1.   Recognize that paper charting systems dictate work flows and even how we think.  Paper forms train you to enter data in a certain way.  Whether conscious or not, your paper charts will influence how you view prospective Electronic Health Records (EHR) systems.  Try to find an EHR that looks similar to your paper charts, but recognize computer-based forms will require you to change.

2.   Recognize that paper-based work flows are not as efficient as computer-based systems.  Your staff spends a certain amount of time everyday pulling, filing, and even searching for misplaced charts.  Add time spent printing, faxing, scanning, collating, and stapling, and realize much of this unnecessary work will vanish with EHR.

3.   EHR can eliminate many inefficient work flows and help increase productivity.  However, recognize that you will encounter bumps along the road to implementation.  Stay the course, and the benefits will be well worth the temporary frustrations.

4.   Your practice will have to make a conscious decision to use the EHR.  Some may resist for a variety of reasons:  lack of computer skills, fear of change, lack of training, etc.  Even the best EHR system is worthless if you don’t achieve buy-in and participation from your staff and providers.

5.   Achieving buy-in is a complex, yet crucial step to successful implementation.  Educate your practice about the benefits of EHR.  Get them to look at the inefficiencies of the current paper-based system.  Show them ways EHR will make their life easier using specific examples.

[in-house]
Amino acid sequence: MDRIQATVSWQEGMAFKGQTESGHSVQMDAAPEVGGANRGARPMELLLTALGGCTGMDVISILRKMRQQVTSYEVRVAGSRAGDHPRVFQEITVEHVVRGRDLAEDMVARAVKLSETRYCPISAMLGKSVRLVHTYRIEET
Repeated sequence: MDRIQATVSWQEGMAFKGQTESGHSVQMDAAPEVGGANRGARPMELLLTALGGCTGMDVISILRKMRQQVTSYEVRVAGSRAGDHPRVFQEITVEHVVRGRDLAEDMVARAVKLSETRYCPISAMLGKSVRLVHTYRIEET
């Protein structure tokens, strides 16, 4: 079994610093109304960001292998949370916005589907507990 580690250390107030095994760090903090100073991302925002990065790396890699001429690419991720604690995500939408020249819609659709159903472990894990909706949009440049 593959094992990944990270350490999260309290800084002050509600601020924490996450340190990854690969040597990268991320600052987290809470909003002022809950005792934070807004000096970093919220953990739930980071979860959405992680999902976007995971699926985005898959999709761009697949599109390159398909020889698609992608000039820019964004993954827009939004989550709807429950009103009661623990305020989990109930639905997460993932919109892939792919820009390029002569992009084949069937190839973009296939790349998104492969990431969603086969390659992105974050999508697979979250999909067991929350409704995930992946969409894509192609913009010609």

6.   Make an honest list of your current “pain points,” or inefficiencies, gripes, snags, or other frustrations caused by your paper-based system.  Be sure to address these concerns with your EHR vendor.  Ask them how their software will address each of your issues.

7.   Understand that you may encounter resistance and a desire to return to the old paper-based system during implementation.  Determine the specific causes of resistant attitudes and address those concerns openly and honestly.  Address any issues during implementation with your EHR vendor.  Once your staff knows you value their opinion, they will be more willing to proceed.

8.   Be patient and persistent.  Recognize that implementing EHR is a non-trivial process.  How long it takes depends on the size and complexity of your practice.  Make your purchase decision during the first quarter of 2012, so you will have plenty of time to implement your EHR and achieve stimulus funds this year.

9.   Constantly look for ways to improve the system.  No EHR is perfect.  You will encounter some parts of the EHR that need immediate attention before implementation can proceed.  The needs of your practice will also change over time.  Ask your EHR vendor how they can change their software to meet your immediate and long term needs.

10.   Share your success stories with your EHR vendor and your colleagues.  Were your providers able to decrease the length of their workday, increase revenues through appropriate coding, or achieve stimulus?  Everyone will be excited to hear how you have benefited from your EHR implementation.

If your practice is interested in participating in the HITECH Stimulus program, please join us for a web presentation on how one of our rheumatology practices received Medicare stimulus funds.  Sign up on the web at http://www.xlemr.com/webinar.html.

Ryan Ricks
Security Officer